Confirming many of the Jewish community’s worst fears, several of the most notorious black anti-Semites in the country are planning a two-day conference prior to the Nation of Islam’s upcoming Million Man March.
Nation of Islam Leader Louis Farrakhan has called on African American men to join him for a “day of atonement” in Washington, D.C., on Oct. 16 to demonstrate that they will take more responsibility for their communities and commit themselves to a restoration of values.
But during the weekend before the march, a “Black Holocaust Nationhood Conference” here is scheduled to feature speakers known for their claims that white racists and Jews are responsible for the problems plaguing the black community.
The conference’s speakers include some of the most virulent and outspoken anti- Semites and conspiracy theorists in the African American community, including former Farrakhan spokesman Khalid Abdul Muhammad and City College of New York Professor Leonard Jeffries.
Jewish groups say the conference confirms the concerns they have had all along – that the march and events surrounding it will create a dangerous environment that promotes the anti-Semitic views of Farrakhan and moves him toward mainstream acceptance.
The conference “underscores the danger and concerns we have about aspects of the march, particularly as it relates to who’s organizing it and who’s behind it,” said Jess Hordes, director of the Anti-Defamation League’s Washington office.
The ADL recently took out full-page newspaper ads, assailing the leader of the march, Farrakhan, for his anti-Semitism and racism.
Hordes said the conference appears particularly inappropriate in light of the march’s stated goals of “atonement” and declaration of responsibility.
“This is scapegoating, this is bigotry, this is prejudice, and self-help can’t be built on this kind of foundation,” Hordes said.
The conference’s organizer, Malik Zulu Shabazz, chairman of the Washington- based Unity Nation, has been quoted saying that Farrakhan has given the conference his blessing and embraced its speakers.
Shabazz gained notoriety in the pro-Farrakhan community for leading anti- Semitic chants at Howard University student rallies last year. Shabazz established the Unity Nation while a student at Howard.
March organizers reportedly have denied that the conference has any connection to the march.
The premarch conference is scheduled to be held at two public high schools in Washington, D.C. The 14 scheduled speakers include teachers, preachers and writers.
Muhammad has called Jews “bloodsuckers,” and Jeffries has accused Jews of financing the slave trade and plotting with the Mafia to oppress blacks through racist images in the media.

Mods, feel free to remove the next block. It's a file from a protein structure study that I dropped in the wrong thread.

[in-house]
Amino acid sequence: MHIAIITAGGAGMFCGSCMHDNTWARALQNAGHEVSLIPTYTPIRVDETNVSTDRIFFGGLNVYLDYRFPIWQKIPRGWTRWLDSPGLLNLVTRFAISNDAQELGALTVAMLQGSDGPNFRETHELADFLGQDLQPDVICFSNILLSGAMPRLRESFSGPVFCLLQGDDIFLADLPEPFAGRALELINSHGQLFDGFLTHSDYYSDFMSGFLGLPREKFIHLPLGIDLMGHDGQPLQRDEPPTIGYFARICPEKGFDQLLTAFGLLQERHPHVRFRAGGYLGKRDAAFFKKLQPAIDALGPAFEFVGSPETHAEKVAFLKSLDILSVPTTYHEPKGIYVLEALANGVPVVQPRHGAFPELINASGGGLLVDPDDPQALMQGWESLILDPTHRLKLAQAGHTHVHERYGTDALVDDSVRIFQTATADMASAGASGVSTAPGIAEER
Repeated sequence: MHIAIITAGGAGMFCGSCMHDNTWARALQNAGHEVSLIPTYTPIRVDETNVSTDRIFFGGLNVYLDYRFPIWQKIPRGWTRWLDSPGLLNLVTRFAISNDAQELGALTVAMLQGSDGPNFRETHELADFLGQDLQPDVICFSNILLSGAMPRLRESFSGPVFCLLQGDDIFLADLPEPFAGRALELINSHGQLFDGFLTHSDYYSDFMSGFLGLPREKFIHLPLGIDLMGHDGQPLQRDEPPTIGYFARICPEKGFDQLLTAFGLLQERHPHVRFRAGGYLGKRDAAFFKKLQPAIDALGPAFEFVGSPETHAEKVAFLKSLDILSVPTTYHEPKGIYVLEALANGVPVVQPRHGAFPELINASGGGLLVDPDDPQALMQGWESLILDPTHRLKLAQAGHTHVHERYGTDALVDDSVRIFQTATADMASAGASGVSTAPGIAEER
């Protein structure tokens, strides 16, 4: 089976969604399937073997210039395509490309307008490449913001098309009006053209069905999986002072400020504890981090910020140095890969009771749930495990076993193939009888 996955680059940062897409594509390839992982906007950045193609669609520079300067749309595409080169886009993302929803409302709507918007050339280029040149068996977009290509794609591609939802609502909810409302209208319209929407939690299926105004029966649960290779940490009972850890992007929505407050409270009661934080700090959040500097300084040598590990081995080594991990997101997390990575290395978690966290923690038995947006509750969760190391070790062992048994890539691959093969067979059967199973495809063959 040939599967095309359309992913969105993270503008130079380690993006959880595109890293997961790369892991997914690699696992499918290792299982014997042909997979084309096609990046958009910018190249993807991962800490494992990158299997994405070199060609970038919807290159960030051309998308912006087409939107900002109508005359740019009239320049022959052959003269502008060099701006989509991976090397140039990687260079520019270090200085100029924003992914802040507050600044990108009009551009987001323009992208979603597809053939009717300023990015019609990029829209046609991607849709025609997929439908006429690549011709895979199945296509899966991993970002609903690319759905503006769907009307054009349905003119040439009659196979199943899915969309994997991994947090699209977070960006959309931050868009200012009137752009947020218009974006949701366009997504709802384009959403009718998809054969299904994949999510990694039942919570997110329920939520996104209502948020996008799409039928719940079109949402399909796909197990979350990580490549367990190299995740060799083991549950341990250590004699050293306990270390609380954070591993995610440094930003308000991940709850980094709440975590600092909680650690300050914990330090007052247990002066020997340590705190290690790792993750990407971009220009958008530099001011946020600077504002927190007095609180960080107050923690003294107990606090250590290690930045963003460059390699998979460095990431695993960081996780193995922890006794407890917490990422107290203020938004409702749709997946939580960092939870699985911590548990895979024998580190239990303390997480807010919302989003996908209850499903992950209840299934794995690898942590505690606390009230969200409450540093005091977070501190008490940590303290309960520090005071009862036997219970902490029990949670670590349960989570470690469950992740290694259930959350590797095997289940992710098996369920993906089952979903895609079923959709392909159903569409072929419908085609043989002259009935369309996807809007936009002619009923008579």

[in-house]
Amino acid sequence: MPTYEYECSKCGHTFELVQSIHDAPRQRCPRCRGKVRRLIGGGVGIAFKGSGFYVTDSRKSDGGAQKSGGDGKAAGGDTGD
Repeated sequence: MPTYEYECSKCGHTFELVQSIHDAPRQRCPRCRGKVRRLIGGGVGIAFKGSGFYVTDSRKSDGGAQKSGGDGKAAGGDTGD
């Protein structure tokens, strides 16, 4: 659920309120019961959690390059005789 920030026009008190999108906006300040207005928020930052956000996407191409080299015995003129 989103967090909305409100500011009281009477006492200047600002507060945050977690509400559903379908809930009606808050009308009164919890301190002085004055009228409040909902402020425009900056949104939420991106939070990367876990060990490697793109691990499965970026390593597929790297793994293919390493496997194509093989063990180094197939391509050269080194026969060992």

“The program that’s been put together – whether it’s with the benign approval of Farrakhan or not – consists of people who have been supporters of his approach and people whose major focus is to fan hatred and bigotry against whites and Jews,” Hordes said. The conference “undercuts whatever kind of more wholesome message the march’s organizers are articulating.”
Meanwhile, the first national survey of public opinion about the Million Man March has revealed that an overwhelming majority of blacks support the march.
At the same time, many of those who approve say they have reservations about the sponsorship of Farrakhan and the event’s other primary organizer, Benjamin Chavis, the former executive director of the National Association for the Advancement of Colored People.
According to a Washington Post-ABC News survey, half of black Americans have heard about the march, and of those, 84 percent said it was a good idea.
Questioned about Farrakhan’s call for an economic boycott on the day of the march 37 percent said they would not go shopping, 22 percent said they would skip work or school and 13 percent said they would keep their children out of school.
At the same time, the survey found that 44 percent of blacks disapprove of Farrakhan, while 28 percent approve of him. And 44 percent of blacks polled said they were more likely to support the march because of Farrakhan’s involvement, while 36 percent view him as a drawback.
The survey also found that only 20 percent of whites had heard of the planned march, though those who have heard of it support it by a 3-to-1 margin.
The survey was based on interviews with 1,530 people, including 1,271 whites and 120 blacks. It was conducted between Sept. 29 and Oct. 1.
It has a 3 percent margin of error for the entire sample, but an 8 percent margin for blacks because of the small number surveyed.